Not surprisingly, Mr Ramesh was slammed, especially by the left, for seeming to give in to US pressure, while placing at risk the prospects of development for hundreds of millions of Indians. Outlook magazine carried a cartoon depicting Mr Ramesh sweeping up after Uncle Sam, who had left large dirty footprints in his wake and had clouds of smoke billowing from his cigar. T Jayaraman, writing in The Hindu, argued that this being a zero-sum contest, India could not afford to give away any concessions: “The central issue for India remains that of ensuring deep and binding emission cuts by the developed nations with suitable compensation for their occupation of the global commons through financial and IPR-free technological transfers.” Others have defended Mr Ramesh’s demonstration of flexibility, arguing that a proactive Indian position could give it an advantage over competitors on carbon permit allocations. While that might be true, it neglects the political hurdles that would have to be overcome at home.
It should be noted, however, that India does not necessarily have to retread the industrial path taken by the West, and emulated by East Asia, although it should not be forcibly prevented from doing so. India has acquired a competitive advantage in high-end manufacturing, which often involves lower emissions and greater efficiency. In fact, India’s chronic energy shortfalls have rather counterintuitively made its industries already more efficient, as much out of necessity as out of altruism. India already boasts among the most efficient steel and cement manufacturing capabilities in the world. The Tata Nano, the so-called people’s car, has a fuel efficiency 90 percent that of the famously eco-friendly hybrid Toyota Prius—yet the Western media’s reaction as it contemplated the environmental hazards of millions of cheap Indian cars demonstrated double standards of the sort that riddle the climate change negotiations on a larger scale.
Looking ahead, at least three elements appear likely in India’s future energy mix. With coal expected to retain its cost-effectiveness, carbon capture and sequestration technology transfers will almost certainly be useful, if not necessary. But attaining the requisite technology may not be enough, as the increased cost of energy produced by such coal-fired plants will require financial off-sets if they are not to involve higher costs for consumers. India may also opt to tap its extensive solar energy potential, as it remains the renewable energy source most likely to fulfil its growing requirements. Finally, with the passage of the Nuclear Suppliers Group waiver last year, India can now seriously consider importing nuclear fuel, equipment and technology, following the model of countries like France.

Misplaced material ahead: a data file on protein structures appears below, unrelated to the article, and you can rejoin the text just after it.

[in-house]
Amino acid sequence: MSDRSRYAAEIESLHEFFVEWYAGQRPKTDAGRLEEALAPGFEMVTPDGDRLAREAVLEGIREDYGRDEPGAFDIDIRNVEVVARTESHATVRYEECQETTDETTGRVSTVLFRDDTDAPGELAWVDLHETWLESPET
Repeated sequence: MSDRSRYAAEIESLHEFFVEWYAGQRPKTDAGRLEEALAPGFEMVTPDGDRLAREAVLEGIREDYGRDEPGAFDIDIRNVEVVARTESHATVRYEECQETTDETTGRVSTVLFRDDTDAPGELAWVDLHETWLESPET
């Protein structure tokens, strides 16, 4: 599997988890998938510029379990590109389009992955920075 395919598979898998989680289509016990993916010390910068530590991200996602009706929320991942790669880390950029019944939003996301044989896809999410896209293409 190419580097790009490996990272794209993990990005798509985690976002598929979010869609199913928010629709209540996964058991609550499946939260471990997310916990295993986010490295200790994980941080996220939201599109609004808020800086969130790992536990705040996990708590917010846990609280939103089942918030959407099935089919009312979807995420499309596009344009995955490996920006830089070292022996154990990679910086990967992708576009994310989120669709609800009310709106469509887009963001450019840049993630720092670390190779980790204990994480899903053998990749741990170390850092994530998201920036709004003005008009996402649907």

The Need for Compromise
Arguably, the root cause of the difficulty India will face at Copenhagen and beyond is the overlapping red lines drawn by Indian economic and political imperatives on the one hand and international environmental advocates on the other. Even though it may be afforded some diplomatic wiggle room, the Indian political establishment—as the episode involving Mr Ramesh demonstrated—cannot afford to compromise the development potential of the state. This is motivated not just by narrow calculations concerning political survival, but also any leadership’s reading of the national interest. India’s red line therefore appears to hover somewhere close to per capita emission standards. The government has publicly stated, for example, its commitment not to exceed the developed countries’ per capita emissions.
A better compromise solution may involve linking emissions to units of economic output. This would incentivise energy efficiency, not place limits on economic development, and still curb emissions. From a political standpoint, it would help close the developed-developing divide. An additional possibility of reaching agreement, through industries and producers rather than states so as to avoid restricting consumers, makes sense both from a political perspective and in the light of the global economic slowdown. Such a regime would also be easier to monitor and verify, and help ensure that no state would be placed at a significant disadvantage.
Unfortunately, many in the developed world, including those who feel strongly about the need to come to agreement on the issue, say that such compromises and unilateral commitments are not effective enough. India is already the world’s fourth largest producer of greenhouse gases, and if their emissions per capita were comparable to the developed world, India and China between then would drive carbon concentrations in the atmosphere far above permissible levels.
The combination of the zero-sum nature of the debate, domestic political considerations, proposals to scrap the critical bargain of the Kyoto Protocol, and overlapping red lines between environmental groups and developing states therefore leave almost no room for a workable compromise. This is unfortunate, because unlike the Doha Round, where the narrowing gap between rich and poor states increases the likelihood of agreement over the long-term, addressing the problems associated with climate change cannot be continuously postponed without making negotiations more difficult year on year.